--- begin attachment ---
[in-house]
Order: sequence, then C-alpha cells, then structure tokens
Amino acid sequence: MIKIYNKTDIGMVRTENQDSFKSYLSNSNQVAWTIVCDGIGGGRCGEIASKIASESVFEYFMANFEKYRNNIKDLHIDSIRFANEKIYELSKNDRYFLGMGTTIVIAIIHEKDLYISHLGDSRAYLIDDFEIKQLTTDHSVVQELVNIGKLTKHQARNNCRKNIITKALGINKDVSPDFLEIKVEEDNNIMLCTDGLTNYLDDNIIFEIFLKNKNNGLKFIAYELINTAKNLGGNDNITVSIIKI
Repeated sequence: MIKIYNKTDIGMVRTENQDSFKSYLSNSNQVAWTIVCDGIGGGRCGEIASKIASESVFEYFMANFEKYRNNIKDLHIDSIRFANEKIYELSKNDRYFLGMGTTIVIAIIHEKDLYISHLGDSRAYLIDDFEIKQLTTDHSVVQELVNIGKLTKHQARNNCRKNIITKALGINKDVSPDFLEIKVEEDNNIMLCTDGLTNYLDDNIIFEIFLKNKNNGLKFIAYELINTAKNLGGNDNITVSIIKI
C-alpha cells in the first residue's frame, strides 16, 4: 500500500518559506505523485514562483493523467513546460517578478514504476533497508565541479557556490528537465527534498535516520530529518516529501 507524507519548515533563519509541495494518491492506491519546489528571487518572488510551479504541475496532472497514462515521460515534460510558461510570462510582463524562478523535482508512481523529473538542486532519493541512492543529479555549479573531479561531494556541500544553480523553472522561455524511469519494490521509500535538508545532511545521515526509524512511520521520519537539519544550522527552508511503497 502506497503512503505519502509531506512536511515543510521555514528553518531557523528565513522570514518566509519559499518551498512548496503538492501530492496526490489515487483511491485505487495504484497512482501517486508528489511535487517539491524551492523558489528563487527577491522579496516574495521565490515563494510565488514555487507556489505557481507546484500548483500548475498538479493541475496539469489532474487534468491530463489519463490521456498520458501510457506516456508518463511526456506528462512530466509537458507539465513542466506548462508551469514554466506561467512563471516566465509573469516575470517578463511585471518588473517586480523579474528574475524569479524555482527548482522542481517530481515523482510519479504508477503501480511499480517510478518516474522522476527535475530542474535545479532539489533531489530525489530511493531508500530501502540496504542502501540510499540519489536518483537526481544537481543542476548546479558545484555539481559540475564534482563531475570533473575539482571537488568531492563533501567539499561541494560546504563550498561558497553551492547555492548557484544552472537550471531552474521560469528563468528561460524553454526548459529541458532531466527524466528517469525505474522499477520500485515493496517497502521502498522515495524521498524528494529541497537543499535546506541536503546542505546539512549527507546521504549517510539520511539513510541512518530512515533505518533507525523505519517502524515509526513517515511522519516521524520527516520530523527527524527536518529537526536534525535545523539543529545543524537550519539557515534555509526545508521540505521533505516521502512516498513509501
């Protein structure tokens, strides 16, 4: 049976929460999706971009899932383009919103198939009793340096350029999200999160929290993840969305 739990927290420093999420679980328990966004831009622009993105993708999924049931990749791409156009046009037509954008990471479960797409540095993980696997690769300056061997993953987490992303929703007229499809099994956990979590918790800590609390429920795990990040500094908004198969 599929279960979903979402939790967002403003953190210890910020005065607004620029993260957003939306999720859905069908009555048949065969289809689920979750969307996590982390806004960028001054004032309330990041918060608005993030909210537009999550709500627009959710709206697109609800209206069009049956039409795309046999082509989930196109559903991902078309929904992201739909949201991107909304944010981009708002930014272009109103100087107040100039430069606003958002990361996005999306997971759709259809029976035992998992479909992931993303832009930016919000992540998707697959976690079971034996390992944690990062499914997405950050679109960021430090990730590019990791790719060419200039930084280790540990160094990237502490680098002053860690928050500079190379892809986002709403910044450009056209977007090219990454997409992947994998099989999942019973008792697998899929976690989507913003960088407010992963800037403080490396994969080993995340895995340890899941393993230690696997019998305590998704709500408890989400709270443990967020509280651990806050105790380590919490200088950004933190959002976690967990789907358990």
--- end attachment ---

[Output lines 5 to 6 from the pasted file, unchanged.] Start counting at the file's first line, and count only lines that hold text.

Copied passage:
C-alpha cells in the first residue's frame, strides 16, 4: 500500500518559506505523485514562483493523467513546460517578478514504476533497508565541479557556490528537465527534498535516520530529518516529501 507524507519548515533563519509541495494518491492506491519546489528571487518572488510551479504541475496532472497514462515521460515534460510558461510570462510582463524562478523535482508512481523529473538542486532519493541512492543529479555549479573531479561531494556541500544553480523553472522561455524511469519494490521509500535538508545532511545521515526509524512511520521520519537539519544550522527552508511503497 502506497503512503505519502509531506512536511515543510521555514528553518531557523528565513522570514518566509519559499518551498512548496503538492501530492496526490489515487483511491485505487495504484497512482501517486508528489511535487517539491524551492523558489528563487527577491522579496516574495521565490515563494510565488514555487507556489505557481507546484500548483500548475498538479493541475496539469489532474487534468491530463489519463490521456498520458501510457506516456508518463511526456506528462512530466509537458507539465513542466506548462508551469514554466506561467512563471516566465509573469516575470517578463511585471518588473517586480523579474528574475524569479524555482527548482522542481517530481515523482510519479504508477503501480511499480517510478518516474522522476527535475530542474535545479532539489533531489530525489530511493531508500530501502540496504542502501540510499540519489536518483537526481544537481543542476548546479558545484555539481559540475564534482563531475570533473575539482571537488568531492563533501567539499561541494560546504563550498561558497553551492547555492548557484544552472537550471531552474521560469528563468528561460524553454526548459529541458532531466527524466528517469525505474522499477520500485515493496517497502521502498522515495524521498524528494529541497537543499535546506541536503546542505546539512549527507546521504549517510539520511539513510541512518530512515533505518533507525523505519517502524515509526513517515511522519516521524520527516520530523527527524527536518529537526536534525535545523539543529545543524537550519539557515534555509526545508521540505521533505516521502512516498513509501
């Protein structure tokens, strides 16, 4: 049976929460999706971009899932383009919103198939009793340096350029999200999160929290993840969305 739990927290420093999420679980328990966004831009622009993105993708999924049931990749791409156009046009037509954008990471479960797409540095993980696997690769300056061997993953987490992303929703007229499809099994956990979590918790800590609390429920795990990040500094908004198969 599929279960979903979402939790967002403003953190210890910020005065607004620029993260957003939306999720859905069908009555048949065969289809689920979750969307996590982390806004960028001054004032309330990041918060608005993030909210537009999550709500627009959710709206697109609800209206069009049956039409795309046999082509989930196109559903991902078309929904992201739909949201991107909304944010981009708002930014272009109103100087107040100039430069606003958002990361996005999306997971759709259809029976035992998992479909992931993303832009930016919000992540998707697959976690079971034996390992944690990062499914997405950050679109960021430090990730590019990791790719060419200039930084280790540990160094990237502490680098002053860690928050500079190379892809986002709403910044450009056209977007090219990454997409992947994998099989999942019973008792697998899929976690989507913003960088407010992963800037403080490396994969080993995340895995340890899941393993230690696997019998305590998704709500408890989400709270443990967020509280651990806050105790380590919490200088950004933190959002976690967990789907358990």